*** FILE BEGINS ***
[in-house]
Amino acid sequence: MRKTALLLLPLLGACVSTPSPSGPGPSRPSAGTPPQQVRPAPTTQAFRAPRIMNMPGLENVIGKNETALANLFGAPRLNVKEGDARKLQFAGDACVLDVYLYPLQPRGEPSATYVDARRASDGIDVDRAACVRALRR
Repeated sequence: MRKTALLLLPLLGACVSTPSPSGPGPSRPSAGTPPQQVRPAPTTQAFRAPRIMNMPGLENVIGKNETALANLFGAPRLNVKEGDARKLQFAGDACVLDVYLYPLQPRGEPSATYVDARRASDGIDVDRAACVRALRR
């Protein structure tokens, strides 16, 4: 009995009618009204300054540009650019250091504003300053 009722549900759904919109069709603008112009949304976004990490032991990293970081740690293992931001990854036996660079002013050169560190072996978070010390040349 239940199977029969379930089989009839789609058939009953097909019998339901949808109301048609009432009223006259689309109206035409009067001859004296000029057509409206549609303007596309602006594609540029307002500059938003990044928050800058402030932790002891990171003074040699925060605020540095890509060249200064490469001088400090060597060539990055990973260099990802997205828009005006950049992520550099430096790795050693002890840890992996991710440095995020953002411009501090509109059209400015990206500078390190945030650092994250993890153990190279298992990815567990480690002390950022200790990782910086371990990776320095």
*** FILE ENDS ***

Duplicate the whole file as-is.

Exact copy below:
[in-house]
Amino acid sequence: MRKTALLLLPLLGACVSTPSPSGPGPSRPSAGTPPQQVRPAPTTQAFRAPRIMNMPGLENVIGKNETALANLFGAPRLNVKEGDARKLQFAGDACVLDVYLYPLQPRGEPSATYVDARRASDGIDVDRAACVRALRR
Repeated sequence: MRKTALLLLPLLGACVSTPSPSGPGPSRPSAGTPPQQVRPAPTTQAFRAPRIMNMPGLENVIGKNETALANLFGAPRLNVKEGDARKLQFAGDACVLDVYLYPLQPRGEPSATYVDARRASDGIDVDRAACVRALRR
């Protein structure tokens, strides 16, 4: 009995009618009204300054540009650019250091504003300053 009722549900759904919109069709603008112009949304976004990490032991990293970081740690293992931001990854036996660079002013050169560190072996978070010390040349 239940199977029969379930089989009839789609058939009953097909019998339901949808109301048609009432009223006259689309109206035409009067001859004296000029057509409206549609303007596309602006594609540029307002500059938003990044928050800058402030932790002891990171003074040699925060605020540095890509060249200064490469001088400090060597060539990055990973260099990802997205828009005006950049992520550099430096790795050693002890840890992996991710440095995020953002411009501090509109059209400015990206500078390190945030650092994250993890153990190279298992990815567990480690002390950022200790990782910086371990990776320095």